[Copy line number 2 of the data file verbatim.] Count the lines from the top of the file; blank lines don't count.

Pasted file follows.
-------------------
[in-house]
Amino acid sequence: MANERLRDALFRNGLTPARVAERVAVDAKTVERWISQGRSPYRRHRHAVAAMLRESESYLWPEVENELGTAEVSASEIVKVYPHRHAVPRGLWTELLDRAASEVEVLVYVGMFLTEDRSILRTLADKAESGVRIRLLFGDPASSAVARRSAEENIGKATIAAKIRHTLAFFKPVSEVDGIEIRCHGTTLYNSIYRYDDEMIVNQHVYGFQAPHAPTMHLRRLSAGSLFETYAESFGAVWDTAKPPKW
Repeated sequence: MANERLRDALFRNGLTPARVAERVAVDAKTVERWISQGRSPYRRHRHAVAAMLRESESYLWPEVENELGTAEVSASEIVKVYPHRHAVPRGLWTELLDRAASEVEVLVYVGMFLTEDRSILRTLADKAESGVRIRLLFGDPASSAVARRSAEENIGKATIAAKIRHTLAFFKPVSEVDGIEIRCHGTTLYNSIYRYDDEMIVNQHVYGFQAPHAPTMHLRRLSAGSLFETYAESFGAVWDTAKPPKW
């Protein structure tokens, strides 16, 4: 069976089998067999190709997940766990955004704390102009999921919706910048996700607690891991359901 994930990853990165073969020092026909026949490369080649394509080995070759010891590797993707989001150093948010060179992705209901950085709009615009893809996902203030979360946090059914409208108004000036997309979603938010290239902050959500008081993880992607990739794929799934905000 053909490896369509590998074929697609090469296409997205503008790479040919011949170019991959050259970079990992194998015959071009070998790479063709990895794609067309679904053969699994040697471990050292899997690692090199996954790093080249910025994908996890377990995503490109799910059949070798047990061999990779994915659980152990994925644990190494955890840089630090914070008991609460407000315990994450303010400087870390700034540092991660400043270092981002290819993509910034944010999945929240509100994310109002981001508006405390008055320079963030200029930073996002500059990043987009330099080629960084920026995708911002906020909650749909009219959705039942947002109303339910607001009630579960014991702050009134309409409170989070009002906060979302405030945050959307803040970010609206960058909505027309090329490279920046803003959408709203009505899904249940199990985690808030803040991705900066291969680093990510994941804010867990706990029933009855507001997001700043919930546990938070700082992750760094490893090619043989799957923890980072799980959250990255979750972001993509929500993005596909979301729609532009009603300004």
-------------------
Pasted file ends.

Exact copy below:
Amino acid sequence: MANERLRDALFRNGLTPARVAERVAVDAKTVERWISQGRSPYRRHRHAVAAMLRESESYLWPEVENELGTAEVSASEIVKVYPHRHAVPRGLWTELLDRAASEVEVLVYVGMFLTEDRSILRTLADKAESGVRIRLLFGDPASSAVARRSAEENIGKATIAAKIRHTLAFFKPVSEVDGIEIRCHGTTLYNSIYRYDDEMIVNQHVYGFQAPHAPTMHLRRLSAGSLFETYAESFGAVWDTAKPPKW